Saw this over at hypebot the other day, and this morning over at Digital Music News (with a ridiculously misleading, attention grabbing title), and I wanted to re-post the e-mail here for anyone who may have missed it.
The Head and the Heart is a coed acoustic group out of Seattle that blends folk, Americana, and 60′s-style pop music beautifully. Their self-titled album is an easy listen that feels like it finishes way too fast. It leaves me generally satisfied, but craving a bit more. If you can imagine The Avett Brothers actually being good, they would probably sound a lot like these guys.
This is a guest post from Shaun of Independent Music Advice, a website dedicated to increasing the business knowledge (and income) of independent musicians.
Recently, a friend of mine released his first CD. While he had been doing music for a while (in his bedroom), this was his first attempt at releasing a professional product. Not only does he have strong vocals and a good set of lyrics, he also has a look that would appeal to his targeted genre of music.
All credit to him, he didn’t spare any expense when it came to making and packaging the CD. He used a good quality studio to get his vocals sounding as crisp as possible, and he managed to find a good quality cover designer on a music related forum. When it came to pressing up his product, he used a pressing plant and went for the four page booklet with film wrap option. All in all, it looked like he had a good product on his hands.
Despite all this, when it came to releasing his first CD it was largely a flop. While both him and the package he created looked the part, there was one key element missing: His promotional efforts.
This week’s album is purely instrumental, and I must say, that didn’t bother me one bit. From start to finish, this album sounded amazing and kept me interested the entire time, without using any words. That is an extremely hard feat to accomplish these days, isn’t it? Either way, I was damn impressed.
This post was contributed by Nick Lewis from Zimbalam, a digital music distribution company. Zimbalam is powered by Believe Digital, one of the largest digital distribution networks in the world, and pays 100% of all royalties to artists.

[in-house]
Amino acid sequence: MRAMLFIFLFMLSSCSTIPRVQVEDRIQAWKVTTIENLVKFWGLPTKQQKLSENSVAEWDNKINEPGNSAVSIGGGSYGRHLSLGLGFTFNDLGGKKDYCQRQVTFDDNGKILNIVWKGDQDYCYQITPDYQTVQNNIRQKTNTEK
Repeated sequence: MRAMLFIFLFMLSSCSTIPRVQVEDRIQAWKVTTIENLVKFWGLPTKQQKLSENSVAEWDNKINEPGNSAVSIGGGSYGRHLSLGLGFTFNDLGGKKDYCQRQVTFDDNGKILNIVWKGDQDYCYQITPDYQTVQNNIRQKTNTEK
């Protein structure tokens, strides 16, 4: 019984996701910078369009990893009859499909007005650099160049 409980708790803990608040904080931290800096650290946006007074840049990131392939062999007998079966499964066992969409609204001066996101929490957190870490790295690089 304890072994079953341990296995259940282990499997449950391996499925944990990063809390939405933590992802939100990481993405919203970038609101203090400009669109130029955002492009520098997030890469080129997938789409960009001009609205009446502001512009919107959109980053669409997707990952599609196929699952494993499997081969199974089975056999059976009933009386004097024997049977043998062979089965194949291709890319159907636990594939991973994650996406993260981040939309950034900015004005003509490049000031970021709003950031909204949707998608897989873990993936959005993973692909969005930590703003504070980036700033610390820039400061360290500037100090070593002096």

The Long Tail is a concept not many musicians are likely aware of (unless you’ve been reading music and tech blogs over the past few years), but it’s important to understand if you‘re using the web to advance your music career.
This video drained my soul for the day. Le sigh.
I’ve become a pretty a heavy user of Rdio, and man, I really wish my friends would believe me when I tell them how awesome it is. It’s totally worth the $9.99 monthly subscription. I found out about this week’s album from my activity feed on Rdio (props to @behoff), the album art being the first thing that peaked my interest.
This video gave me a newfound respect for the pop artist. Great video.
My basic philosophy on piracy can be pretty well summed up by the above picture that I found in this post’s amazing comment thread.
However, this doesn’t mean that just because piracy isn’t theft, it’s morally justifiable. If the content creator/owner is cool with it and expresses that viewpoint publicly, then the pirate is not doing anything morally wrong. Copy, share, and remix your heart out. If the content creator/owner is not okay with piracy and has expressed that publicly, then the pirate has done something morally wrong.
If you are a content creator/owner who isn’t okay with piracy, I have but one word for you: Why?